This Blog was not going to dwell on the Hillsborough verdict – but this article by Martin Odoni of The Critique Archives asks important questions.
He is right to point out that the quest for justice is ongoing. It would be too easy for people to accept the ‘unlawful killing’ verdict, say, “That’s that, then,” and think the matter is resolved.
It isn’t. If somebody was killed unlawfully, then somebody else was responsible.
Now it falls on investigators to name the culprits.
The rebooted Inquest into the Hillsborough Disaster has at least finally produced a verdict that tallies with what really happened. Considerable new information was unveiled during the proceedings, adding to public understanding. But there is much about the tragedy, both before and after, that still requires accounting for, and the South Yorkshire Police Service, with its delaying tactics throughout, made clear it has no wish to help with them. The police priority ultimately remained, as it has always been, to shift responsibility onto others, and so mysteries about the Disaster that should have been resolved long before now remain mysteries.
Perhaps this is as much an exercise in curiosity as it is in articulating the ongoing quest for justice (no, an Unlawful Killing verdict in a Coroner’s court does not constitute justice in itself), but I have decided to offer up some questions that I was hoping the authorities might answer at the Inquest. To the best of my knowledge, they have still not been answered after twenty-seven years, and as they are important and relevant issues, truth, justice and accountability will require explanations for all of them – and much else besides.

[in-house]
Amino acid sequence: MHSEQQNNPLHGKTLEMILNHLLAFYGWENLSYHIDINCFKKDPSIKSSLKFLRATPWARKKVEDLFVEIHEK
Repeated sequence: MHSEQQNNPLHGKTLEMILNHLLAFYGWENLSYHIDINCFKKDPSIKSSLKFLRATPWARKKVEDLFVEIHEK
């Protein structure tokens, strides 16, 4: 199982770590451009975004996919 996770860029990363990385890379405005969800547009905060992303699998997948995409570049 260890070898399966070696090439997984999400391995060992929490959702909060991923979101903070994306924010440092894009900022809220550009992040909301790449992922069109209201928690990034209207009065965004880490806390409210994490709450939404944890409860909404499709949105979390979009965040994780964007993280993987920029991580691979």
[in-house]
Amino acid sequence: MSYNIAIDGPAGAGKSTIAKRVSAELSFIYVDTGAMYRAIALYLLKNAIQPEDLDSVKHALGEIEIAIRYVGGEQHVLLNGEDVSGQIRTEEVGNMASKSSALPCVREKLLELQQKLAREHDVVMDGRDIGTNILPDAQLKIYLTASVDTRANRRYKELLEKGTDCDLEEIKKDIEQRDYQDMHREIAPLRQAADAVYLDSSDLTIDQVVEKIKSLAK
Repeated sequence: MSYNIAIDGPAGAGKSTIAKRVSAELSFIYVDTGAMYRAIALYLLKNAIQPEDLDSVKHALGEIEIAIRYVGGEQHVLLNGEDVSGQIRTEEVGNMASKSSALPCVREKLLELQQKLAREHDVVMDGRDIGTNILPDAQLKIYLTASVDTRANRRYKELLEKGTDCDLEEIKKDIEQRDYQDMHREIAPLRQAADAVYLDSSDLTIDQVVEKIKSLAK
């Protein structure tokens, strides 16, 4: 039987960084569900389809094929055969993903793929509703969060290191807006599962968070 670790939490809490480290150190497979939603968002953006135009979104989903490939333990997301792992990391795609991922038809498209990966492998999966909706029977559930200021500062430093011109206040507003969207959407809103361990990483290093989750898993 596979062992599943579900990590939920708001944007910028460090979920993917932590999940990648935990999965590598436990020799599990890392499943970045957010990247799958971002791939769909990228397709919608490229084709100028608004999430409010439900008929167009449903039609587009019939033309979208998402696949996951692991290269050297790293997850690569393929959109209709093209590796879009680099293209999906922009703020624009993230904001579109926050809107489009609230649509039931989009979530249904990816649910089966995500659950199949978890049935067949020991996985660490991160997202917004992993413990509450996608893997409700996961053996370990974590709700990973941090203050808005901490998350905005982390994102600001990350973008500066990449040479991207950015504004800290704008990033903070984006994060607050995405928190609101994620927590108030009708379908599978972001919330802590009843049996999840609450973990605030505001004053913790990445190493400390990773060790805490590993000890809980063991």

I need to stress that this list is by no means comprehensive, nor are they intended to be seen as a ‘definitive top ten’. There are many other questions that still need to be answered for full accountability to be achieved, and some campaigners may well feel that other ones are more important. I have simply listed the ten questions that I find most pressing. (If you have others to contribute, feel free to submit them in the comments section below.) I would say that until these questions and others are answered, justice and accountability will remain incomplete, as will the lessons to be learned for the future.
With criminal investigations such as Operation: Resolve and the Independent Police Complaints Commission’s investigation into the conduct of the South Yorkshire and West Midlands Police forces, there is much still to be revealed in the months ahead. But if [these] questions are not all answered, I for one will feel that the investigations have not really completed their work.
To read the 10 questions, and the reasoning behind them, visit: Hillsborough: Ten Questions That Remain Unanswered | TheCritique Archives
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